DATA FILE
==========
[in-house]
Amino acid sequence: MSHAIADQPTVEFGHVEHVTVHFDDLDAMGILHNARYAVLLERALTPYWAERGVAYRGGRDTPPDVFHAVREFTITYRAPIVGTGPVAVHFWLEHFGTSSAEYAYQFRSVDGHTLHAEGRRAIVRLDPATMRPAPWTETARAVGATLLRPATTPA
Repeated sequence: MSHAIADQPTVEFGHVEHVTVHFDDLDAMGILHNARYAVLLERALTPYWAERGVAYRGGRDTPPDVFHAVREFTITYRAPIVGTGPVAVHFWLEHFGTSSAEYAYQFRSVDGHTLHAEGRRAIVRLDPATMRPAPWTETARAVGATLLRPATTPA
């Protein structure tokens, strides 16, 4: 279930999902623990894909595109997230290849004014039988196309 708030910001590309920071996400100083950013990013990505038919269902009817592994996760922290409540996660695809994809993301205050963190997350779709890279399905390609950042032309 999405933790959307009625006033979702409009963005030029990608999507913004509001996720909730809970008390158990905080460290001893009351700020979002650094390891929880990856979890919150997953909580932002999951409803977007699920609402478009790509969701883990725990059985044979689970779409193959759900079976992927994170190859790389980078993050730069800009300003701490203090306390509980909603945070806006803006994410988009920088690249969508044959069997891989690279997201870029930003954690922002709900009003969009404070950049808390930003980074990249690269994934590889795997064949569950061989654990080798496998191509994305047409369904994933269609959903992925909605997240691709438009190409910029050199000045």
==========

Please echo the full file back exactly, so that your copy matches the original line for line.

[in-house]
Amino acid sequence: MSHAIADQPTVEFGHVEHVTVHFDDLDAMGILHNARYAVLLERALTPYWAERGVAYRGGRDTPPDVFHAVREFTITYRAPIVGTGPVAVHFWLEHFGTSSAEYAYQFRSVDGHTLHAEGRRAIVRLDPATMRPAPWTETARAVGATLLRPATTPA
Repeated sequence: MSHAIADQPTVEFGHVEHVTVHFDDLDAMGILHNARYAVLLERALTPYWAERGVAYRGGRDTPPDVFHAVREFTITYRAPIVGTGPVAVHFWLEHFGTSSAEYAYQFRSVDGHTLHAEGRRAIVRLDPATMRPAPWTETARAVGATLLRPATTPA
């Protein structure tokens, strides 16, 4: 279930999902623990894909595109997230290849004014039988196309 708030910001590309920071996400100083950013990013990505038919269902009817592994996760922290409540996660695809994809993301205050963190997350779709890279399905390609950042032309 999405933790959307009625006033979702409009963005030029990608999507913004509001996720909730809970008390158990905080460290001893009351700020979002650094390891929880990856979890919150997953909580932002999951409803977007699920609402478009790509969701883990725990059985044979689970779409193959759900079976992927994170190859790389980078993050730069800009300003701490203090306390509980909603945070806006803006994410988009920088690249969508044959069997891989690279997201870029930003954690922002709900009003969009404070950049808390930003980074990249690269994934590889795997064949569950061989654990080798496998191509994305047409369904994933269609959903992925909605997240691709438009190409910029050199000045």